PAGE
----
Frozen in Time
This small (3-inch) piece of amber contains the fossilized remains of a baby bird that lived about 99 million years ago. CT scans reveal that it's the most complete fossil ever found in Burmese amber.
Baby Bird from Time of Dinosaurs Found Fossilized in Amber
The 99-million-year-old hatchling from the Cretaceous Period is the best preserved of its kind.
The remains of a baby bird from the time of the dinosaurs have been discovered in a specimen of 99-million-year-old amber, according to scientists writing in the journal Gondwana Research.
The hatchling belonged to a major group of birds known as enantiornithes, which went extinct along with dinosaurs at the end of the Cretaceous period, about 65 million years ago. Funded in part by the National Geographic Society's Expeditions Council, this discovery is providing critical new information about these ancient, toothed birds and how they differed from modern birds.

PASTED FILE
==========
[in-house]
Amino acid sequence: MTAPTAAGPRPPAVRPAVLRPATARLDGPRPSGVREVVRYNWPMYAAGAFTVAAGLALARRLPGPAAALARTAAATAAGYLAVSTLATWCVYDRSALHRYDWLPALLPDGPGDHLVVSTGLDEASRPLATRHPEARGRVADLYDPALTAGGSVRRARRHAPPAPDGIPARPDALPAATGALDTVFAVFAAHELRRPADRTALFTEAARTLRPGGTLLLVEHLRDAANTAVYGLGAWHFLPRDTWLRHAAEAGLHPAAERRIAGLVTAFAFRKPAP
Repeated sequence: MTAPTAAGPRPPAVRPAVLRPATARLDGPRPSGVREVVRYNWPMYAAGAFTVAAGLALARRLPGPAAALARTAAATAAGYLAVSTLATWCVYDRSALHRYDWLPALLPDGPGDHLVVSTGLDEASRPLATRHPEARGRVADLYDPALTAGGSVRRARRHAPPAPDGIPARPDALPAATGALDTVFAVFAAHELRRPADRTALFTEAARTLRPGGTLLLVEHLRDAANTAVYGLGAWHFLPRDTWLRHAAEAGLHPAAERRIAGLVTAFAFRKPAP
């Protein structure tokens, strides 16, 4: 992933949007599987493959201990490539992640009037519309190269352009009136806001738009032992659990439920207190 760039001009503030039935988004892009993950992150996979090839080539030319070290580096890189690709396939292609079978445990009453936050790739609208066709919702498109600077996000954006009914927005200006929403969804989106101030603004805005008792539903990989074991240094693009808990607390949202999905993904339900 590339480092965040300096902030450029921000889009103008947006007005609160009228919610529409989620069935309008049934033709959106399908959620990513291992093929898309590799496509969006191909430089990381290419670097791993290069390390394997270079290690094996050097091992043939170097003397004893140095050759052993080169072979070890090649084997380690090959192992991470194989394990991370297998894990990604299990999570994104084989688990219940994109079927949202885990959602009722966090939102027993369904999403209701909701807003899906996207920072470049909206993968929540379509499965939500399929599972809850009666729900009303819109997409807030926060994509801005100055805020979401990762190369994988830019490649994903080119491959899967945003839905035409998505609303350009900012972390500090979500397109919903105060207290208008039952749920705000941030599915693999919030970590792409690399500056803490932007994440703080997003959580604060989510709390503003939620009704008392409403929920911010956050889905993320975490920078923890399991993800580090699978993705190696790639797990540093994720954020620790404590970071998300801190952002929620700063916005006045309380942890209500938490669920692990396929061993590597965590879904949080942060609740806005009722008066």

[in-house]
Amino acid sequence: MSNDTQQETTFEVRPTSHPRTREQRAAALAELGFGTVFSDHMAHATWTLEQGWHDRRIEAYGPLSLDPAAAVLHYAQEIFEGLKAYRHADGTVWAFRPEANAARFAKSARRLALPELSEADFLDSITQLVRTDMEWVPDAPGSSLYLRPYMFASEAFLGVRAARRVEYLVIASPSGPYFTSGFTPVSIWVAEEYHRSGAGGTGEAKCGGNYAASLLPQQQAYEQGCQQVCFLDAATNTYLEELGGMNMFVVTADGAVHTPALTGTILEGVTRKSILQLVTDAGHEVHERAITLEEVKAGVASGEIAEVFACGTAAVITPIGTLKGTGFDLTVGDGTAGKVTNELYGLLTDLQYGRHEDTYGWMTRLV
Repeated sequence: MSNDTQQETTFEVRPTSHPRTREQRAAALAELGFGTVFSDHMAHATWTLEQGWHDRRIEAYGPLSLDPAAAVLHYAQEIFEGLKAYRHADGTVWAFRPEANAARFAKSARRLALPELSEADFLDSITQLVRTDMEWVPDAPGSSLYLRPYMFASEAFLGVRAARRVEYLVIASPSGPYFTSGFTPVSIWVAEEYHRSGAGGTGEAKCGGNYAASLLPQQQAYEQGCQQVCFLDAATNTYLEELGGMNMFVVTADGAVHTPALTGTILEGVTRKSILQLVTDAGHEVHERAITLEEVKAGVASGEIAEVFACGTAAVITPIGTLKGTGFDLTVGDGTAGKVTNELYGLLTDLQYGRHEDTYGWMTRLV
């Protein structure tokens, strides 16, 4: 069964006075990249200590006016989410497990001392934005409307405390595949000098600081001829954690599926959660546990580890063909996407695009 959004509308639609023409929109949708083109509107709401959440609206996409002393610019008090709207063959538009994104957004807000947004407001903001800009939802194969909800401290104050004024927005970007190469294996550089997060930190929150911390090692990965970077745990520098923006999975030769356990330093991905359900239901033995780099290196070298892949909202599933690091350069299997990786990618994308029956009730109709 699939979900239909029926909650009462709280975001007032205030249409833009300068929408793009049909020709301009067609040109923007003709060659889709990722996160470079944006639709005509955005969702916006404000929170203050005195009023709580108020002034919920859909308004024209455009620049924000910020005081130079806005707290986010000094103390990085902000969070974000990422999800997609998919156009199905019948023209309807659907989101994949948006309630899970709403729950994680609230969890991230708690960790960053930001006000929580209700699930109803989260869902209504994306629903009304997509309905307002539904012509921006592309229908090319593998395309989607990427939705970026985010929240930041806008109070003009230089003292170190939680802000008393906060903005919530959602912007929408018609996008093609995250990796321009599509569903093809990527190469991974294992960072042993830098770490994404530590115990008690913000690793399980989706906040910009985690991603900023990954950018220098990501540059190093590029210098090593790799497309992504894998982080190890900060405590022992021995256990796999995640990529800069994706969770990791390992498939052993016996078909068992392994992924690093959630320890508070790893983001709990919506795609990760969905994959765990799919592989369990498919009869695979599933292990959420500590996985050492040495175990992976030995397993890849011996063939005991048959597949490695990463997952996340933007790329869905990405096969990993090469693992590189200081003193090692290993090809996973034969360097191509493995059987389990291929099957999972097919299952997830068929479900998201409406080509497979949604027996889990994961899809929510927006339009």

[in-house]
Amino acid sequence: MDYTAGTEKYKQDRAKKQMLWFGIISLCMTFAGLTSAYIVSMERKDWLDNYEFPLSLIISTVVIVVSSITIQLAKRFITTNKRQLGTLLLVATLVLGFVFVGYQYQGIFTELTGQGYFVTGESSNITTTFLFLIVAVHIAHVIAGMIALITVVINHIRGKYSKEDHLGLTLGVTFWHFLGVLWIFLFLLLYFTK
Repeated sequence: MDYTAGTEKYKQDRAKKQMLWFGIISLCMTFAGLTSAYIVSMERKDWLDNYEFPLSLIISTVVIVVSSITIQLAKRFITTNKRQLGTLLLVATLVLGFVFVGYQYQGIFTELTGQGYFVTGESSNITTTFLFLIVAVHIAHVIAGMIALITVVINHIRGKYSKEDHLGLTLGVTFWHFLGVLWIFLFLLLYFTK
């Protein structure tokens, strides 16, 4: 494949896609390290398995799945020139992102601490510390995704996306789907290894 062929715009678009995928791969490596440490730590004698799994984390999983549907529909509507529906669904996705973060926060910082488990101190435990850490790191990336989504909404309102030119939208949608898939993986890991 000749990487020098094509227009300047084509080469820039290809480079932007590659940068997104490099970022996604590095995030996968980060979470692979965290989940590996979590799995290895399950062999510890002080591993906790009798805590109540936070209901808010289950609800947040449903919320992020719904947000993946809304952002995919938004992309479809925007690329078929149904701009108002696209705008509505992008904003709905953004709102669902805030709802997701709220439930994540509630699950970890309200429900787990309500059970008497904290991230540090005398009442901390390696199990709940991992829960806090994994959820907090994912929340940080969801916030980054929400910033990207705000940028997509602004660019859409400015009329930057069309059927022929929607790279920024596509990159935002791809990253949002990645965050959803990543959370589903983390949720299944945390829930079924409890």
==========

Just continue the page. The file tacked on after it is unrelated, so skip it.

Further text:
This is also the most complete fossil yet to be discovered in Burmese amber. Mined in the Hukawng Valley in northern Myanmar, Burmese amber deposits contain possibly the largest variety